Many Western politicians and observers expected the conflict to be over within a short time. This was a clear case of wishful thinking, completely overlooking the power and strength of the regime.More than a year and a half ago I indicated that I would not be surprised if the regime would be able to commemorate the 50th anniversary of the Baath Party coming to power on March 8, 1963, which now is already behind us.
I was surprised by the level of violence and atrocities, as well as by the lack of vision of the regime that everything could be solved by violent suppression and intimidation of Syria’s citizens.
The best way out seems to be a peaceful dialogue. Not to even try would be a missed chance, and the alternative is just further bloodshed and loss of life. Only after dialogue has really failed, should alternative options be considered.
President Assad will fight for his life and that of his regime. He will not sign his own death warrant, but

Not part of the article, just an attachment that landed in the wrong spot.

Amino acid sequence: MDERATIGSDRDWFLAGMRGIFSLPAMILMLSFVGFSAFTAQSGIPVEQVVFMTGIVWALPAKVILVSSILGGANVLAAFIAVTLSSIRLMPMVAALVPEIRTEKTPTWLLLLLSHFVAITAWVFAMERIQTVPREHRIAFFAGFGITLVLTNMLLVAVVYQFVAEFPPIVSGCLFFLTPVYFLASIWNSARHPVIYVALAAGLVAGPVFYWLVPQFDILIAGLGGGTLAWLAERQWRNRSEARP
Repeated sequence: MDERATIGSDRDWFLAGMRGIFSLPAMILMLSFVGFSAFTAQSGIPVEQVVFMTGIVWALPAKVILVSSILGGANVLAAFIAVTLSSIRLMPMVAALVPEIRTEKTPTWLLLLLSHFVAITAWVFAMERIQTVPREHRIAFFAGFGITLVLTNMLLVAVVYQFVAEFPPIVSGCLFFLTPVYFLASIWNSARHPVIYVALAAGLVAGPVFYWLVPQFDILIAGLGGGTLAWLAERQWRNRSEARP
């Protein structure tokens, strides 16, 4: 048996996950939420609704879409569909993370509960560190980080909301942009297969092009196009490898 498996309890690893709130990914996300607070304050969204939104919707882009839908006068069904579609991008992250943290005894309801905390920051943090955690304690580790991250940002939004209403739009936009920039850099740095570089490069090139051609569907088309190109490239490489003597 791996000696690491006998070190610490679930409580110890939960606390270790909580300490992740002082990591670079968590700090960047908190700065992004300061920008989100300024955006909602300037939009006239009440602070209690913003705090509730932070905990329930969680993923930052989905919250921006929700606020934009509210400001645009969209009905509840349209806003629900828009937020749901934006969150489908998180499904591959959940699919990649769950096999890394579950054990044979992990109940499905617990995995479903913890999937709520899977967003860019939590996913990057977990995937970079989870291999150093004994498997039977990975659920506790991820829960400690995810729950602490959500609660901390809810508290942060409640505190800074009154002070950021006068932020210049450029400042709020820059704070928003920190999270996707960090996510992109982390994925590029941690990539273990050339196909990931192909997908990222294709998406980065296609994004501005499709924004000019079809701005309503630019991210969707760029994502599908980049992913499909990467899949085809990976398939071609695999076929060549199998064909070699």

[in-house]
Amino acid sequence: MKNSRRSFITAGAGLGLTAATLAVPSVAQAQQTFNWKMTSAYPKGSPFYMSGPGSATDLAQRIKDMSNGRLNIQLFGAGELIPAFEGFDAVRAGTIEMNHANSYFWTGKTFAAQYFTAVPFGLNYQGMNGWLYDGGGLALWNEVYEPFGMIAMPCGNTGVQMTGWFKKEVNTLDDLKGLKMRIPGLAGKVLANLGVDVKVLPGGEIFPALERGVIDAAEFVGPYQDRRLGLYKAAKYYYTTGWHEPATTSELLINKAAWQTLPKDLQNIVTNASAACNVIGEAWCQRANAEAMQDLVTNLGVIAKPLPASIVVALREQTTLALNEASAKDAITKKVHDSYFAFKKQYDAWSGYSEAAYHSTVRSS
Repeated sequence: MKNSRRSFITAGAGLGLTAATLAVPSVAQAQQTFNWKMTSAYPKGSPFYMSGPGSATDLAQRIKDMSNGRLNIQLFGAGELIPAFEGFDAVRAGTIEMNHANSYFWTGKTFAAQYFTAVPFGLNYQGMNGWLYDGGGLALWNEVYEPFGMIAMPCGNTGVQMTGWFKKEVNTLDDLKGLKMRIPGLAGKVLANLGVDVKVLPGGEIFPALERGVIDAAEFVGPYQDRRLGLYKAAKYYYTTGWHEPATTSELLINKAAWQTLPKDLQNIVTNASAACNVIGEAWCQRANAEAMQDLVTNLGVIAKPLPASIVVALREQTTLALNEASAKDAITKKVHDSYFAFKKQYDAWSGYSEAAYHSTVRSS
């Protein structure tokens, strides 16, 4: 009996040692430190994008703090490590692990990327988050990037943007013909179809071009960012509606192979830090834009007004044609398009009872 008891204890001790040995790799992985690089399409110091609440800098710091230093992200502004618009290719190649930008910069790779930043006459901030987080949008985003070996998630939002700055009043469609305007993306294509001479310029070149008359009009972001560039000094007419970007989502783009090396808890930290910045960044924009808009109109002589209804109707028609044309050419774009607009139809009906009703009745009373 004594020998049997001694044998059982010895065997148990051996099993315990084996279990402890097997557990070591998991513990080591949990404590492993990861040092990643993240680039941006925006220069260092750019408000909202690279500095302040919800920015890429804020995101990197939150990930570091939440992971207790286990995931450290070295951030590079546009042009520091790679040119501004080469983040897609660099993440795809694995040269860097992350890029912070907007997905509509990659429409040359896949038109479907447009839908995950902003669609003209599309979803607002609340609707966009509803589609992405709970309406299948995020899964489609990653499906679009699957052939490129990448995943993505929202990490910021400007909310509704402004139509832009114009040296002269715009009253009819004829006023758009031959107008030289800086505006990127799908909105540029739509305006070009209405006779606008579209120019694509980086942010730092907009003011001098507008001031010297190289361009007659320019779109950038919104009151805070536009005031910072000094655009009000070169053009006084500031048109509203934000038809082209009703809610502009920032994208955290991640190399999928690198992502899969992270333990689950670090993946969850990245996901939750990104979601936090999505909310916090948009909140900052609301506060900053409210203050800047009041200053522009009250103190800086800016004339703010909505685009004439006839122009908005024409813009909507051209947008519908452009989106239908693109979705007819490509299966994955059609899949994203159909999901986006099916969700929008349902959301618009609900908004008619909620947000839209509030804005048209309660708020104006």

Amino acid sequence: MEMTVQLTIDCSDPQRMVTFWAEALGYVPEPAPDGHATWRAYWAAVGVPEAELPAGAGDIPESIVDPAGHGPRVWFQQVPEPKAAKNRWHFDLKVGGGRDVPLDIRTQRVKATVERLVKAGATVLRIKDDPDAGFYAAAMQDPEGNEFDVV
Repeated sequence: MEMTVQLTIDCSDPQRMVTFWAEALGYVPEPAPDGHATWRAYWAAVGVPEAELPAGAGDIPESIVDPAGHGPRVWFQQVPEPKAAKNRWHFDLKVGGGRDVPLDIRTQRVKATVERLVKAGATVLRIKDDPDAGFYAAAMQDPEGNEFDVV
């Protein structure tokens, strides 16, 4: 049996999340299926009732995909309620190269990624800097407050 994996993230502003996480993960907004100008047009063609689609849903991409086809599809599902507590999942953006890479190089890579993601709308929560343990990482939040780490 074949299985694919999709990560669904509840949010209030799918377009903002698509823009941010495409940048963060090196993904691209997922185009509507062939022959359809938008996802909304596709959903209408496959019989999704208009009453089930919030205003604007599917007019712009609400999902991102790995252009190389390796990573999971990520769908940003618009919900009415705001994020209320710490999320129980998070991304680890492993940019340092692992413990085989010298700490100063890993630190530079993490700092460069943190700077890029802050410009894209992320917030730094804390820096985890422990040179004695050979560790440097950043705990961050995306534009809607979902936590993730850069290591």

he might step down in a constitutional way as a result
of elections.I am afraid that Syria will still suffer from violence, destruction and sectarian polarization and confrontation, unless dialogue is started. The extremist Islamist opposition groups are bound to continue their violent opposition.
Nikolaos Van Dam
Former ambassador and author of “The Struggle for Power in Syria,” Netherlands
I feel different on the second anniversary; sad that the destruction and killing machine has survived and is continuing such brutal and ugly acts. The only thought that comes to mind about the revolution at this point is that I haven’t done what I have to do to help make it a successful movement.
It’s a long process which I believe will take some time.
I feel suffocated witnessing all the human rights violations against my people; men, women, kids; I am also more motivated to continue what we have started ... we get it or die for it.
Life means nothing when someone burns all your connections to it: memories, people, places, freedom and rights.
Human rights worker, 25, Cairo
My views of the revolution have not changed over the last two years; I still believe that the revolution is the only way to get rid of the Assad regime – or like what happened in Iraq, through a military invasion.